But my decision shouldn’t impact yours.

You just have to decide what you can handle and leave the opinions at the curb.


You don’t know me…

You don’t know me. You know pieces of my life through this blog. You learn about Boo, laugh with me at Allie-isms. You get a glimpse of life with a child who is special in more ways than one.

But if we passed on the street we might not recognize one another.

One of the hidden treasures of this blog is that I have “met people” from around the world. From Australia to Germany. From Arizona to Alaska. Right here in Massachusetts and close by in Virginia.

Some with children, some who hope every month to become a parent. Others who have that typical child who is frustrates, loves and makes you wonder at what they are dreaming about. The others, like me, who have a different journey. Moms that worry every day if their child will have a seizure. A mom who just had the rug taken out from under her again.

The mom who has a son with CP who surfed for the first time this year. Those of us who have one typical child  and one not so typical. (gosh, I am beginning to hate the word typical)

And I consider you all friends. Those with children, those without and everyone in between. Through our triumphs and struggles we share the joy of a first word and the tears of a rough night.

The best part of my day is when I get a private e-mail from one of you. Just to let me know you are there.

We read one another’s stories and feel a connection. At least I do. A connection that makes me think, if I could have a dinner party with you we would have the best night.

I know just who will bring the wine (or for some of you the spring water), who will bring the dessert and who will make us laugh until we pee.

So cheers, my blogging friends. I thank you for being a part of our journey and thank you for sharing your own.

In Allie’s words….

I have Kate at A Clean Slate to thank for this post. If you liked it, great. If not, blame her! But she thought it would be great to have a post of Allie-isms. I thought, what a great way to start the week and embarrass Allie when she is old enough to read this blog.

Since Allie has A LOT of -isms, here is the first in her new series.

When Allie was in first grade and going for her First Communion she had to learn two prayers. The Our Father and the Hail Mary. Here are her versions:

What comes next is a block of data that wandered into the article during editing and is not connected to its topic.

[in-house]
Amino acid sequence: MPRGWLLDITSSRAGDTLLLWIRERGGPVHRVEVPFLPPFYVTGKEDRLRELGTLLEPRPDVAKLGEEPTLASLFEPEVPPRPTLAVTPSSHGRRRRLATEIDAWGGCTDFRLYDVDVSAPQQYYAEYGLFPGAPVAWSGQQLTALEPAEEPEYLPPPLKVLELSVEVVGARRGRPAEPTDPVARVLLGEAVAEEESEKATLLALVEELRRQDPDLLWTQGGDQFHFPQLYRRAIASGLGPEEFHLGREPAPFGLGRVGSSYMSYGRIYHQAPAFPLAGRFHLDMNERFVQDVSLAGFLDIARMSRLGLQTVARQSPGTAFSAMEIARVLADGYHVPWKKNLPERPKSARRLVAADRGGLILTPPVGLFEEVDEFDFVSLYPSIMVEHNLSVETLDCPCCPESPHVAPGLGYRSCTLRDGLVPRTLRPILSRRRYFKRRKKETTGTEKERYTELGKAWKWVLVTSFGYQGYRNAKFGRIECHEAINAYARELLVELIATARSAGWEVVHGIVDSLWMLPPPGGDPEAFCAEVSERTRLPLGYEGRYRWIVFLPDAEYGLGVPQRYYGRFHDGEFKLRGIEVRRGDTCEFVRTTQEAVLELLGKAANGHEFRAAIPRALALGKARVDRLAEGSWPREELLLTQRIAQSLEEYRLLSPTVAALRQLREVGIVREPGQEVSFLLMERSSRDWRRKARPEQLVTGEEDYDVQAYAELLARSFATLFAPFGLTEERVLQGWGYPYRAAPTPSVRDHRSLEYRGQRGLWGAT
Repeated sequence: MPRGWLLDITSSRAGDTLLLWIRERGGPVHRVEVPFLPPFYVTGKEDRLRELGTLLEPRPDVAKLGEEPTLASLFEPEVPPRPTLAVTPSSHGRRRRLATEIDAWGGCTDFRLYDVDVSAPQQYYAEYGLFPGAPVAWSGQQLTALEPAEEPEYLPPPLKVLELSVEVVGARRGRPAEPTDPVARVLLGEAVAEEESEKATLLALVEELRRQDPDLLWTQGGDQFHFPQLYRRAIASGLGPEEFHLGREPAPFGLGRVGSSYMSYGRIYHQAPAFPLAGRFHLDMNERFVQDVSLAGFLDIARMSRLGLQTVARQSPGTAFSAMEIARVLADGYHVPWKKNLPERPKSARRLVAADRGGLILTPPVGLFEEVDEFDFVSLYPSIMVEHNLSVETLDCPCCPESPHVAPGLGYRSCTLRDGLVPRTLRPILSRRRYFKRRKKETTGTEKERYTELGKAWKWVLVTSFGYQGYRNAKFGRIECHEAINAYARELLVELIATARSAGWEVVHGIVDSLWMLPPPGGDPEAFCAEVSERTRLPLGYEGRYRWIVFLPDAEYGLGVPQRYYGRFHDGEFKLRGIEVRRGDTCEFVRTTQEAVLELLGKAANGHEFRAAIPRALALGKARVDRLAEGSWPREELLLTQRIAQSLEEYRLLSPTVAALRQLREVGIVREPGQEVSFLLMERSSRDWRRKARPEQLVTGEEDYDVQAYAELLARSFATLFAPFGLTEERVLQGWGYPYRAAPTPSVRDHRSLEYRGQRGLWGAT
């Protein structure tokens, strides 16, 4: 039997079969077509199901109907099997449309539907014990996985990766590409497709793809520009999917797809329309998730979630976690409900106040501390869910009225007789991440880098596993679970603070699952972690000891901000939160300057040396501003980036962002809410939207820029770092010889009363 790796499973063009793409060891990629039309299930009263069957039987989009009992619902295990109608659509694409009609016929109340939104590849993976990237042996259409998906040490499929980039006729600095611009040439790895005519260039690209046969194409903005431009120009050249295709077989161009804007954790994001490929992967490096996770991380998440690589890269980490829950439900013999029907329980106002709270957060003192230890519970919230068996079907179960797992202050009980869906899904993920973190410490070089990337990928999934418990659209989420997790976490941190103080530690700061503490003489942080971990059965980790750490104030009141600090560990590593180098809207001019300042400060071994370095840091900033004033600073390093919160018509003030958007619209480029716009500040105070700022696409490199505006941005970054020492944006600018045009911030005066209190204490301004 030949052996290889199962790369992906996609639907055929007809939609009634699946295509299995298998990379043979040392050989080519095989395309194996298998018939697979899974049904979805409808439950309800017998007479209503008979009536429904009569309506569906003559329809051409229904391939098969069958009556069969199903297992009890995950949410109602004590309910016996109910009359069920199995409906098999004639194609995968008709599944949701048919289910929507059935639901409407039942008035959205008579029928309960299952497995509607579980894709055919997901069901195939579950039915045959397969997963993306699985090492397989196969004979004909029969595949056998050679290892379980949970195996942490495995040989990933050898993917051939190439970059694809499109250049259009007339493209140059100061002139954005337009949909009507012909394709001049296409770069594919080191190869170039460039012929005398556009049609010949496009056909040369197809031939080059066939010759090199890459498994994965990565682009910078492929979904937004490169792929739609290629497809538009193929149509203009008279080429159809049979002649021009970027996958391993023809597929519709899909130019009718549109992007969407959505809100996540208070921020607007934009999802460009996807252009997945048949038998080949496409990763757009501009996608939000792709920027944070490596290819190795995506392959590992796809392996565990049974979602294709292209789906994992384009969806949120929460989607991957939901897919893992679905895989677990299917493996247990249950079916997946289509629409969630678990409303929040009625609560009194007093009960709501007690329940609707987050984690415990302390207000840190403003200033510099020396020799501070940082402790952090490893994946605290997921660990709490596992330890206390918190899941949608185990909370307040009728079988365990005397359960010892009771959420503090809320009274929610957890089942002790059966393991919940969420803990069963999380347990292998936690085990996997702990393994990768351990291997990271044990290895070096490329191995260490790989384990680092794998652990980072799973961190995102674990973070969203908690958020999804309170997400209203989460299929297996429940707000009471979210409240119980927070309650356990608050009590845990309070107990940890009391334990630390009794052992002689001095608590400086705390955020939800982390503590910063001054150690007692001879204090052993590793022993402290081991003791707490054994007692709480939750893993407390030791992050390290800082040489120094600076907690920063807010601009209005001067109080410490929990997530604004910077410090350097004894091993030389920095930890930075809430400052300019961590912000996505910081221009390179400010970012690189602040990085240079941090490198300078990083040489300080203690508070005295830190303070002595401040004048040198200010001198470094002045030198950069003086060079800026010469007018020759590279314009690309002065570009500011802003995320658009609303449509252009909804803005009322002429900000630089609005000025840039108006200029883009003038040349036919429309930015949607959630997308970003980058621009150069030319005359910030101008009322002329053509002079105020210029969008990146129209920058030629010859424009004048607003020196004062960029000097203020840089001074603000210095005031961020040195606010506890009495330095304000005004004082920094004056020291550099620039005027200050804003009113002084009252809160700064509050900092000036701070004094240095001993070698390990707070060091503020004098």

Hail Mary, full of face, the Lord is with you.
Blessed art you woman.
And blessed be your room, Jesus.
Holy Mary, mother of God, pray for us sunning now and at the our of our death, but I really don’t want to die.

Our father who does art in Heaven
Halloween be your name
The kingdom come
The will be done
On Earth as it is in Heaven
Give us this day some bread
And forgive us our trespasses even thought I don’t know what that means.
Lead us to the Shirley temples
And I will try not to be evil.

Yes, she actually made her First Communion or as her father said, Her Holy Cookie. 

Thanks, we survived the week!

I think this is probably my favorite “hop” of the week. When Kristi, Joy and Lizzie remind me to look back at just this week and realize not only did we survive but it wasn’t as bad as it seemed.

Kind of like High School. No, wait, I just looked back and it still sucked. But it didn’t suck as bad as I thought!

So this week I am very thankful for

10. Air conditioning. I think my hair is more thankful than I am. But when the temperature goes from 60 to 80 with 95% humidity I am very thankful to be living in a first-world country.

9. That the first of two new nieces were born. The other one is still freeloading off her mother. I got to hold new niece H Thursday evening. Proving that I can still rock a gassy newborn and that I have no desire at all to have another one of my own.

8. Dana has finally realized that I was serious and Allie will be spending her teenage years with her.

7. My parents came up this week to celebrate the birth of H. I also think mom did it so she could spend her birthday up here with her grandkids. But H was a great excuse!

6. Boo is back in school! Enough said

5. Kate who gave me a great idea about a blog post. No I am not spoiling the surprise, just come back on Monday. Oh and she also made me rethink my Facebook activity. So she should be thanked twice!

4. Bailey who provides Boo with a soft place to land.

3. That we had a couple of days at a friend’s beach house. Sure it was torture for Boo. But there is nothing more relaxing than sitting on the porch and just watching the sun set over the water.

2. That Allie has had a fantastic week with her grandparents and pseudo-grandmother. All who have spoiled her rotten entertained her this week while everyone else was at school or work.

And the final thing this week that I am thankful for…..(insert drumroll please)

1. There are only 54 days left until Allie is back in school!


Ten Things of Thankful

There are heroes and then….

There are heroes and then there are SUPER HEROES. Those individuals who leapt buildings in a leaping bound, the wonder women with magical bracelets and an invisible plane.

Man, I’d like an invisible plane. That would be super cool.

When I was younger I wanted to be a member of the A-Team. I thought the Colonel Smith was the best, loving it when a plan comes together. Who wouldn’t have a crush of Faceman? I wanted to big brother like BA Baracus (I thought at least one of his necklaces would look good on me). And Madman Murdock? He was just like this Uncle I had…Anyway I thought, as a tween, I would be cool and safe as a member of the A-Team.

Then I grew up.

And I realized the superheroes are not that common. That a plan doesn’t always come together. That you need to sometimes be a BA to get things accomplished. I also realized something else. Superheroes come in all ages.

The woman who hugged another in an elevator.

The father who pushes his son every year in the Boston Marathon.

The soldiers near and afar who put their lives at risk every day so I can sit in my home and drink my wine.

The makers of my wine.